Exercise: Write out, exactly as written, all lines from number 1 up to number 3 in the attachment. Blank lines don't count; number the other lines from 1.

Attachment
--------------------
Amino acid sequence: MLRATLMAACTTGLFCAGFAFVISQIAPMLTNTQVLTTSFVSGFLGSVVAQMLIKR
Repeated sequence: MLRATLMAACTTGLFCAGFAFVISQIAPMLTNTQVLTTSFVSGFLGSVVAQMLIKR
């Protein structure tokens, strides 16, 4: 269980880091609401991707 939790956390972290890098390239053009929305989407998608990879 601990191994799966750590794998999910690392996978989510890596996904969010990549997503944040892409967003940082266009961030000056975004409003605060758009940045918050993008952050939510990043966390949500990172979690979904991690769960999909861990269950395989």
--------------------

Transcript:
Amino acid sequence: MLRATLMAACTTGLFCAGFAFVISQIAPMLTNTQVLTTSFVSGFLGSVVAQMLIKR
Repeated sequence: MLRATLMAACTTGLFCAGFAFVISQIAPMLTNTQVLTTSFVSGFLGSVVAQMLIKR
């Protein structure tokens, strides 16, 4: 269980880091609401991707 939790956390972290890098390239053009929305989407998608990879 601990191994799966750590794998999910690392996978989510890596996904969010990549997503944040892409967003940082266009961030000056975004409003605060758009940045918050993008952050939510990043966390949500990172979690979904991690769960999909861990269950395989």